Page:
Israel likely to offer heavy 'humanitarian' compensation over Turkey flotilla deaths
Turkey and Israel near agreement on wording of memo aimed at ending crisis; Erdogan demands Israel say it 'apologizes,' while Israel prefers to use the word 'regrets'.
Israel is expected to offer hundreds of thousands of dollars to the families of the nine Turkish activists who were killed in a deadly raid on a humanitarian aid convoy bound for the Gaza Strip last May.
Turkey and Israel are close to an agreement over the wording of an apology Ankara has demanded as the two sides move toward rebuilding ties.
Turkish Prime Minister Recep Tayyip Erdogan discussed with senior advisers on Wednesday the content of a memo aimed at ending the crisis with Ankara's once-close ally.
Most of the remaining points of contention concern the exact phrasing of Israel's apologies related to its raid on the flotilla. Erdogan demands that Israel say it "apologizes," while Israel prefers to use the word "regrets."
During the consultations held in Erdogan's office, the permanent undersecretary of the Turkish Foreign Ministry, Feridun Sinirlioglu, updated the prime minister on the talks he'd held with Israeli UN envoy Yosef Ciechanover in Geneva earlier this week.
The Turkish daily Huriyet reported that Namik Tan, the Turkish ambassador to the United States who previously served as ambassador to Israel, and his Israeli counterpart in Washington, Michael Oren, are also holding talks to bring the crisis between the two countries to an end.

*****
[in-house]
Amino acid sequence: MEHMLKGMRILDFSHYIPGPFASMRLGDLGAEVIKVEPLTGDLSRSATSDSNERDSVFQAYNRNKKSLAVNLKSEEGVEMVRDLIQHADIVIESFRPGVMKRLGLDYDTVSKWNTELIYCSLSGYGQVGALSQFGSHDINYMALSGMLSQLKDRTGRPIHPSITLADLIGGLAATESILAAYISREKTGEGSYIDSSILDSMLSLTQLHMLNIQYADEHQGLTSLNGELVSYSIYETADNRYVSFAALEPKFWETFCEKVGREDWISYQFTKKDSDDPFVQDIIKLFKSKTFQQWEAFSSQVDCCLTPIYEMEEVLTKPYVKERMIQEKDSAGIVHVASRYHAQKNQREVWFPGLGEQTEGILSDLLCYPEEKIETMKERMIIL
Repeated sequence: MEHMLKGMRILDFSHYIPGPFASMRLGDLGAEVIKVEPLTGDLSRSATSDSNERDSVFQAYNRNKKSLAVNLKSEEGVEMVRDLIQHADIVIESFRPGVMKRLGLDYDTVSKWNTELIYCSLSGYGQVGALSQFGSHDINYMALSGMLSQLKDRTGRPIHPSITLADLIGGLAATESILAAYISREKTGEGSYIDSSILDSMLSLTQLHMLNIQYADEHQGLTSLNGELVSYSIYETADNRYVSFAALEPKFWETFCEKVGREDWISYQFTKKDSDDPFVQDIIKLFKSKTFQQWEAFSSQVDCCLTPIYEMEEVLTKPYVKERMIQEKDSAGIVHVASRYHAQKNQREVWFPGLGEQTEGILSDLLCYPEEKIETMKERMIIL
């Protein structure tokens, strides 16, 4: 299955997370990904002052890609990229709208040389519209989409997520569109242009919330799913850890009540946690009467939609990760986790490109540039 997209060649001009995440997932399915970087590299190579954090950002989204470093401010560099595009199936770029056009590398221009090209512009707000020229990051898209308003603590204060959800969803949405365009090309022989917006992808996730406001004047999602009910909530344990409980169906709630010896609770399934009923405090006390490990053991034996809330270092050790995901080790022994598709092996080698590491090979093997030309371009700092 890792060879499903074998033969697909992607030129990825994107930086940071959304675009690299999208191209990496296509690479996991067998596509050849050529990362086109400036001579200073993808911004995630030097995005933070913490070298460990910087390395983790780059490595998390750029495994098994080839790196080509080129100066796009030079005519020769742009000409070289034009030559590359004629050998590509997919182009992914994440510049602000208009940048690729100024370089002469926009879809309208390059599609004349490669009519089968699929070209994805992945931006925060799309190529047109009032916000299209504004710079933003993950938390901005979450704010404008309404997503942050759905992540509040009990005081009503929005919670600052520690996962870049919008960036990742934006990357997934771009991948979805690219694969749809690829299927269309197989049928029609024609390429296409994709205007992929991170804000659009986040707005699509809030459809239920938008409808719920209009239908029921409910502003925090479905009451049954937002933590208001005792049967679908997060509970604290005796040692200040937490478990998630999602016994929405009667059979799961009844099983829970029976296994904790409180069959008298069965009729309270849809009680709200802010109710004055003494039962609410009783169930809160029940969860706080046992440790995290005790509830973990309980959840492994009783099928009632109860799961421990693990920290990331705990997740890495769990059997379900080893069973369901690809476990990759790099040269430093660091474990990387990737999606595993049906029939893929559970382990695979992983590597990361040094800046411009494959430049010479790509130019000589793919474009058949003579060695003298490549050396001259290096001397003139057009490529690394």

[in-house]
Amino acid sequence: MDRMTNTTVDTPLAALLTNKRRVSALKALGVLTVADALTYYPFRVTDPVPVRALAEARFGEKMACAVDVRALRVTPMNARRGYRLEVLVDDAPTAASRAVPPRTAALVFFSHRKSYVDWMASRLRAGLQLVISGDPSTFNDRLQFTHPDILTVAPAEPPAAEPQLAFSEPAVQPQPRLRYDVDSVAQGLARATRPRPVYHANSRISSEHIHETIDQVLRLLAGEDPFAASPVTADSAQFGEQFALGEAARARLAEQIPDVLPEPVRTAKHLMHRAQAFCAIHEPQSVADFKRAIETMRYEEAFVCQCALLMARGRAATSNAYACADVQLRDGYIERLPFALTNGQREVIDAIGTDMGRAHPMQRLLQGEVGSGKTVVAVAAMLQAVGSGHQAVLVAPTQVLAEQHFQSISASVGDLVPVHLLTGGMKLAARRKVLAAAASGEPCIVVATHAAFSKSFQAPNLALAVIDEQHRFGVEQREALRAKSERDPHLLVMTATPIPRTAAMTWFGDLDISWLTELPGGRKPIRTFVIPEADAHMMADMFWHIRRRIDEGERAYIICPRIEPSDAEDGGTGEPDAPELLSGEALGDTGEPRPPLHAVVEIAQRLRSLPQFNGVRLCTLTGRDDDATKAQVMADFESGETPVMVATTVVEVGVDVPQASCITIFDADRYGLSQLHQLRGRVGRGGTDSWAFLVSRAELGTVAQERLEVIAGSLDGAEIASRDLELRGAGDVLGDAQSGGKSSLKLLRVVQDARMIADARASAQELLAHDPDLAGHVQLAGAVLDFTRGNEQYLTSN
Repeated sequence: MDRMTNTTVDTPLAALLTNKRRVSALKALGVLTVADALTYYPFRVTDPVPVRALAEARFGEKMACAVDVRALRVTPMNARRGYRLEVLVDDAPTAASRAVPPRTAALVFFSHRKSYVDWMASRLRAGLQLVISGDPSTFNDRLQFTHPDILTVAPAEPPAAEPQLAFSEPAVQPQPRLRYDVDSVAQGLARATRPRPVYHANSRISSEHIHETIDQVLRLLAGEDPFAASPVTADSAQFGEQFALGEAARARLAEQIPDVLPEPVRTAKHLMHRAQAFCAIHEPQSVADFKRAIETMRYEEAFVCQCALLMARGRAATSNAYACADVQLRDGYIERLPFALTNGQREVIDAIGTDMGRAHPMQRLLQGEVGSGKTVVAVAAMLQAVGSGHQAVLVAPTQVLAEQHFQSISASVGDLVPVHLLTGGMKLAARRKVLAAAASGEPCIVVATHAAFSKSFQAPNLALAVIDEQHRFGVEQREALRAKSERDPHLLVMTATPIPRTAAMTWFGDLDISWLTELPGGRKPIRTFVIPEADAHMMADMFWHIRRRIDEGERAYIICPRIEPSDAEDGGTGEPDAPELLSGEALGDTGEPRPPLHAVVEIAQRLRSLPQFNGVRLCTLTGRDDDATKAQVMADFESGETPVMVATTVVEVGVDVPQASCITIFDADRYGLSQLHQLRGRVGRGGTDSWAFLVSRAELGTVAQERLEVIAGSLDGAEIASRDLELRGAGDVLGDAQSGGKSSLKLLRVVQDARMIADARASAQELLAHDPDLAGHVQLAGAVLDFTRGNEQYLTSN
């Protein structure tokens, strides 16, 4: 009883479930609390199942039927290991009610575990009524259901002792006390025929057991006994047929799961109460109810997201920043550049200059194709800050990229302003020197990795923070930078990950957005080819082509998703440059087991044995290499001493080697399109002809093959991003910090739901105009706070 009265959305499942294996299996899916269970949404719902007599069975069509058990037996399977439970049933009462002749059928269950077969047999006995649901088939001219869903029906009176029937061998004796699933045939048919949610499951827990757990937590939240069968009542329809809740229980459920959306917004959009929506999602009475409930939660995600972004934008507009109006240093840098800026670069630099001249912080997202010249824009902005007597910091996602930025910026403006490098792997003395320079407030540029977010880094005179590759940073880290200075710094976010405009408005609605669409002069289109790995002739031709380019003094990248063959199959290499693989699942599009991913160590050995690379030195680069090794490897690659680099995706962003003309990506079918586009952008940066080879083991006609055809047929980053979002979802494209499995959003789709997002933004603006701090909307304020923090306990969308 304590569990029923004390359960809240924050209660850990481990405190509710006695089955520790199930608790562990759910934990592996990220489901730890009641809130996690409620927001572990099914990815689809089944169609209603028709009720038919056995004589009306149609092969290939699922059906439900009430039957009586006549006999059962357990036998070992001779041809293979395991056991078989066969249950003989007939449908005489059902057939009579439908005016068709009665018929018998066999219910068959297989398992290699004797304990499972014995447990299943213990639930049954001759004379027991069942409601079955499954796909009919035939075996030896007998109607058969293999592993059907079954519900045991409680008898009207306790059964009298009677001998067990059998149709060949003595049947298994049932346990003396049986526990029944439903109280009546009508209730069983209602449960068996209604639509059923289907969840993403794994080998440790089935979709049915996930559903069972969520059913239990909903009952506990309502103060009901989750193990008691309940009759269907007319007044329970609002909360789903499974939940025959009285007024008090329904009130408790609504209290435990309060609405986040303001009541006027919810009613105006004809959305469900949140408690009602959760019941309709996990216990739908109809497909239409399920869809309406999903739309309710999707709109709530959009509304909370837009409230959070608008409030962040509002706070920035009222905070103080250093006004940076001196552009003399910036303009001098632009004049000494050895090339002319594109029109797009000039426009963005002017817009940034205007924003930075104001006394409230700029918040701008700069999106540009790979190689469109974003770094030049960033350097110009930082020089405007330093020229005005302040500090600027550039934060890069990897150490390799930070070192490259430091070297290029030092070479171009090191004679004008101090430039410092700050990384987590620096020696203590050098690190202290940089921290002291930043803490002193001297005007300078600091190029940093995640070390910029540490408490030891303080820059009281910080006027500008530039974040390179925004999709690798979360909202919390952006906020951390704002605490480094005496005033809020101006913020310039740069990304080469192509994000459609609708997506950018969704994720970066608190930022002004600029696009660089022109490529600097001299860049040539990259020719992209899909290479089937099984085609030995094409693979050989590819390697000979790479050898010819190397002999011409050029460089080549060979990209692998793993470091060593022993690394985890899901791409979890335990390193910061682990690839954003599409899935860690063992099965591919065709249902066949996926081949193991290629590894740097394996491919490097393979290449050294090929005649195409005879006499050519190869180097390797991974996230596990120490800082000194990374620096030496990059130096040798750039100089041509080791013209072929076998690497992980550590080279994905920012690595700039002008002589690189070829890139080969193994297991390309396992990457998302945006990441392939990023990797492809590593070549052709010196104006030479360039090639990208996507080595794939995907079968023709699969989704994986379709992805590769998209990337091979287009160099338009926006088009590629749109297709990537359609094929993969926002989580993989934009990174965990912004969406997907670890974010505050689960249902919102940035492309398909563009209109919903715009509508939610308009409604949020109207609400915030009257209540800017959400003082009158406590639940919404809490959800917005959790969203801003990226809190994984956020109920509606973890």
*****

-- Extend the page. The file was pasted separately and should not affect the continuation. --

It remains unclear whether Erdogan has given a green light for the talks to continue, but sources spoke of more meetings to be held in the coming days to try and flesh out an appropriate resolution over the issue of Israel's apology.
Meanwhile on Thursday, former Prime Minister Ehud Olmert criticized the plan to compensate the families of the Turkish activists.
Olmert said that his government kept its promise to uphold the Gaza blockade and prevent the arrival of ships, whereas the current Israeli government is apologizing for its actions.
"We prevented ships from jeopardizing Israel's security, and felt strongly about our decisions," Olmert said.
Other Israeli politicians, including Foreign Minister Avigdor Lieberman and Vice Prime Minister, criticized Netanyahu's decision Wednesday, saying Israel should not apologize for the Gaza flotilla raid.
Israel is refusing to use the word "apology," as it continues to insist that the actions the navy took on the flotilla were legitimate. Israel has, however, agreed to express sorrow and regret over the killing of the Turkish activists on board.
According to the report in Huriyet, Israel wants the expression of sorrow and regret to be "humanitarian" and addressed toward the victims, rather than an official apology to the Turkish government. Erdogan, for his part, is demanding that Israel apologize "to the Turkish republic."
The financial compensations, by contrast, do not appear to be much of an issue of contention between the two sides, with Israel expected to pay several hundreds of thousands of dollars to the families of the activists killed and smaller amounts to those who were injured. The compensation is also meant to be a "humanitarian" gesture, rather than an Israeli admission of legal responsibility for the incident.
Prime Minister Benjamin Netanyahu and his advisers continued Wednesday to avoid making any comments on Foreign Minister Avigdor Lieberman's opposition to the deal with Turkey. Lieberman was joined yesterday by Vice Prime Minister Silvan Shalom, who said Israel should not apologize for what took place during the takeover of the Mavi Marmara ship.
Meanwhile, the security cabinet decided Wednesday to ease certain aspects of the Gaza blockade. The IDF spokesman's office said Palestinians will now be able to export furniture, textiles and agricultural products; shipments are expected to begin soon.